Pinterest for AuthorsPinterest drives more traffic to content publishers' sites than Twitter, LinkedIn, and Reddit combined

According to a recent article on Mashable, Pinterest ranked as the #2 source (behind Facebook) of referral traffic from social networks to content publishers' sites. Pinterest's share of that referral traffic is up 66% from last year and is three times higher than Twitter's. I'm not exactly sure which sites count as "publishers" in this ranking study (whether it's just highly-trafficked sites like HuffPo — or if it includes low and medium-traffic blogs too) — but either way, this statistic shows just how powerful a promotion tool Pinterest can be. Even authors (whose primary medium is words) have found creative ways to reach new readers and build their online platforms by sharing images on Pinterest. If you're looking for a little Pinterest inspiration, check out the links below.

3 articles about using Pinterest to promote your book

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[Note: This post was written by guest contributor Beth Hayden, a social media expert and author of Pinfluence: The Complete Guide to Marketing Your Business with Pinterest.]

Pinterest may be the hottest ticket in town these days — but what are the best ways to use it to promote your book? How can you create targeted, effective Pinterest campaigns, so pinning doesn’t turn into a time-wasting social media sinkhole?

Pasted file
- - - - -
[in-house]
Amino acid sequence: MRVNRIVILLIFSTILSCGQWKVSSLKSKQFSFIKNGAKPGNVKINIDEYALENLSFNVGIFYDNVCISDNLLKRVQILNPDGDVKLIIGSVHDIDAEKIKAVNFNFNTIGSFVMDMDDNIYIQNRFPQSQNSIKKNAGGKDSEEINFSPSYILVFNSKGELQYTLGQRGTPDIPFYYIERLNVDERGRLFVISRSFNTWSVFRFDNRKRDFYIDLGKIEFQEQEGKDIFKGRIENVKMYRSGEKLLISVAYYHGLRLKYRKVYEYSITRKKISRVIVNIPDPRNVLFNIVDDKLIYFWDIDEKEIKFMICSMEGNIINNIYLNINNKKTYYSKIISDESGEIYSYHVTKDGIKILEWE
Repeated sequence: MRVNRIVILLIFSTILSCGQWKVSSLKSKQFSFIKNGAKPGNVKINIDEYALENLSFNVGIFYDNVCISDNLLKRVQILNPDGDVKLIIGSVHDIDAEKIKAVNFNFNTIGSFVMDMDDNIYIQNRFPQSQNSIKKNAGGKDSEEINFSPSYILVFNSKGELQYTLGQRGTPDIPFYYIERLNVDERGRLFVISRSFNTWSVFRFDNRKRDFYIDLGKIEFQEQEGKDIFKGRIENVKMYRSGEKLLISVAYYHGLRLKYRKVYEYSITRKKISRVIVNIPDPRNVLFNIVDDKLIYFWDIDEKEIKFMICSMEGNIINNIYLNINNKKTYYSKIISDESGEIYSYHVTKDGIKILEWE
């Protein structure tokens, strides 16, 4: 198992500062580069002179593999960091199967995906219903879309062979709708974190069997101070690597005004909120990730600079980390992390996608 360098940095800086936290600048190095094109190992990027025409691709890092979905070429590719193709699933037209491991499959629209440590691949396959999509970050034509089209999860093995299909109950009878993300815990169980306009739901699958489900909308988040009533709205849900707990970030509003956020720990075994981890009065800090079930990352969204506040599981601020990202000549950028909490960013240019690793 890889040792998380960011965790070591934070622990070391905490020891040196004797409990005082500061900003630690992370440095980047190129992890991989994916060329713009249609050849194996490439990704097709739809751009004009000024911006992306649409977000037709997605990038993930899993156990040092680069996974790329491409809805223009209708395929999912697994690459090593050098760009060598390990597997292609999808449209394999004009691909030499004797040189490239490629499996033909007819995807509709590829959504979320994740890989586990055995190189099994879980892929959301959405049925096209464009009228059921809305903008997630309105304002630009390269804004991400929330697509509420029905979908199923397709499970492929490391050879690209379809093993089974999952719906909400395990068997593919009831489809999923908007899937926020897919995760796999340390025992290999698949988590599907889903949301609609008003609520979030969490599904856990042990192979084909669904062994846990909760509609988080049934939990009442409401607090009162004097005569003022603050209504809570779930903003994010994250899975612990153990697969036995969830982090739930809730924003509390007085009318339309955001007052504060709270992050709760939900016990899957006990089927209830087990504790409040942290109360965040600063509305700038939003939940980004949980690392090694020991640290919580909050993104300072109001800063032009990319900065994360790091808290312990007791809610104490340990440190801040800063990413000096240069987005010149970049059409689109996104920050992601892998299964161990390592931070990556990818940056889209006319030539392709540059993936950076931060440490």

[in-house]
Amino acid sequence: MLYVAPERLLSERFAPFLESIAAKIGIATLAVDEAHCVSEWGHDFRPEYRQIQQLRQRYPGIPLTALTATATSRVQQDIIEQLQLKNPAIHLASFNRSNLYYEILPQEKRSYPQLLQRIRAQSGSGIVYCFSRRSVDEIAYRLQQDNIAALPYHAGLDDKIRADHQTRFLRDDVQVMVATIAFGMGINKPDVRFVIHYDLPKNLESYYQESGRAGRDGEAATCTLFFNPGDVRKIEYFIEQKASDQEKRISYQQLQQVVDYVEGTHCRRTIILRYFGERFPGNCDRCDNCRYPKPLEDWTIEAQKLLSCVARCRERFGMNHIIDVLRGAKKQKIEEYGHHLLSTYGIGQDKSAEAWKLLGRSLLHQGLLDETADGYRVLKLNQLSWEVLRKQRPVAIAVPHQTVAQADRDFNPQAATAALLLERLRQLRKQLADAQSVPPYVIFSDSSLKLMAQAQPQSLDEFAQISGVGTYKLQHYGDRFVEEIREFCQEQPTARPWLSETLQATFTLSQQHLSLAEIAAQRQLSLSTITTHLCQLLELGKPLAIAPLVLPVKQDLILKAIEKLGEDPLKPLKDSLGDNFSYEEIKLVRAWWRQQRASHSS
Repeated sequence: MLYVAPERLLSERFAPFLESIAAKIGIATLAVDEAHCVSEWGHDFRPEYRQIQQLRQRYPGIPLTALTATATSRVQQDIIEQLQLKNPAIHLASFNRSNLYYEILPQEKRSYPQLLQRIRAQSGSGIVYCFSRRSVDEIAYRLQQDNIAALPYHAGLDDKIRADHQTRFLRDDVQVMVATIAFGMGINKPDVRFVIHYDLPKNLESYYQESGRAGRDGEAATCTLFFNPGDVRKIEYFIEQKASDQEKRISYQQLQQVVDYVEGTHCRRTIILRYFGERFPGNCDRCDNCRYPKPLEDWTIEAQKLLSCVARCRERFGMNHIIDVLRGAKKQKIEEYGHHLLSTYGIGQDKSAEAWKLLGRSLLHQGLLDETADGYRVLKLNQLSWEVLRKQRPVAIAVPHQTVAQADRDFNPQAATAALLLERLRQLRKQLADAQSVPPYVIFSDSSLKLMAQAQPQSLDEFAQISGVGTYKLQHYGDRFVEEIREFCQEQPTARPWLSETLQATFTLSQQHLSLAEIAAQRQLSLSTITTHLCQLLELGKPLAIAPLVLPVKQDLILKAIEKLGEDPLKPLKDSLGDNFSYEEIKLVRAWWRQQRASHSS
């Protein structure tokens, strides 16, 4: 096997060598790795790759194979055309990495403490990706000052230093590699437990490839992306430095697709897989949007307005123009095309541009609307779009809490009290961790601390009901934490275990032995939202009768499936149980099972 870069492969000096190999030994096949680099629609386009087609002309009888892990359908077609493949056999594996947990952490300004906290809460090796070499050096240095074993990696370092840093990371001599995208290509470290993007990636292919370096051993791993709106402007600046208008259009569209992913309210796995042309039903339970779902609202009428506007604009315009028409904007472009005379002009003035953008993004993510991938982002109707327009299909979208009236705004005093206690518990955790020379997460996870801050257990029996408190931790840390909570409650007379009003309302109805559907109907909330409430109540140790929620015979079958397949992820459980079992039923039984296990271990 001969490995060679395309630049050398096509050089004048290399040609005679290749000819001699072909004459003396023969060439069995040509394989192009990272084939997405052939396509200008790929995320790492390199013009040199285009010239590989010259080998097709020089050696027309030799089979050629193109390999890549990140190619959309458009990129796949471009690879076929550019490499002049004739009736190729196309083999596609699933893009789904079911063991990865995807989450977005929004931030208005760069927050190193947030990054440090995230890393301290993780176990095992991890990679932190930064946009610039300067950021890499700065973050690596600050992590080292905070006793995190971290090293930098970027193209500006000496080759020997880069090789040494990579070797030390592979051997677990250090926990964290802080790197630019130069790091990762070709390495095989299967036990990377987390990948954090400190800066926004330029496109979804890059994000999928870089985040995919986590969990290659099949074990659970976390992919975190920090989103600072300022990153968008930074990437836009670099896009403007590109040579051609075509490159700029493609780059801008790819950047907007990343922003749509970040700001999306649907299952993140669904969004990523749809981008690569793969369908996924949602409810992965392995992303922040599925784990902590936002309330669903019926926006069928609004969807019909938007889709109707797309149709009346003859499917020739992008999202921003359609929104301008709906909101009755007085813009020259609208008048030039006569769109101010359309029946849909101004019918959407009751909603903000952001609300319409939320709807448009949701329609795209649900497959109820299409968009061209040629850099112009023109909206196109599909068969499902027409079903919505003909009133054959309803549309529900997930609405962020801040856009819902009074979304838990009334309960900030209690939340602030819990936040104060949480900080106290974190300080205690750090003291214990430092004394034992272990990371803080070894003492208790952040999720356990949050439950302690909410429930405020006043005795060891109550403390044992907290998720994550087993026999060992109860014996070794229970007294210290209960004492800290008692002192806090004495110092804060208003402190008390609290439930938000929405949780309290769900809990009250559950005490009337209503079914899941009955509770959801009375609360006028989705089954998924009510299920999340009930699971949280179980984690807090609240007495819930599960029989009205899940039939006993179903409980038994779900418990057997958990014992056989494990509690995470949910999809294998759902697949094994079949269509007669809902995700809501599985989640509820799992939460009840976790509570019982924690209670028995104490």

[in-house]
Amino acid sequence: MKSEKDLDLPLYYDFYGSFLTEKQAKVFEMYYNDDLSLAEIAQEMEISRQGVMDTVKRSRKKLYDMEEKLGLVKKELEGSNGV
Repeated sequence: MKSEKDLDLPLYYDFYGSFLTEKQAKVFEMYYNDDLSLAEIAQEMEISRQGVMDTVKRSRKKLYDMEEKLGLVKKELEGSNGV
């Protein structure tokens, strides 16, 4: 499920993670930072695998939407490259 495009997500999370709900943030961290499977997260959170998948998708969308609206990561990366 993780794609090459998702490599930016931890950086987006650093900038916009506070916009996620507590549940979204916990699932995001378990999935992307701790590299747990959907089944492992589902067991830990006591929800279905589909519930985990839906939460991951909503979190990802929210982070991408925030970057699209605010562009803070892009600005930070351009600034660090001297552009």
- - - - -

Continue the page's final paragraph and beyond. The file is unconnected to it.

First things first — for a primer on what Pinterest is and how to begin leveraging it as an author, read this great post by BookBaby’s own Chris Robley. Now that you’ve got the basics down, I’m going to share a little secret about Pinterest marketing for authors. Here’s the trick: When you market yourself and your books on Pinterest, you must take every opportunity to drive users back to your Amazon, the iBookstore, or Barnes & Noble sales pages so people can quickly and easily buy your book. You can put links to your book’s sales pages in the description field for pins or pinboards, and in your Pinterest profile.

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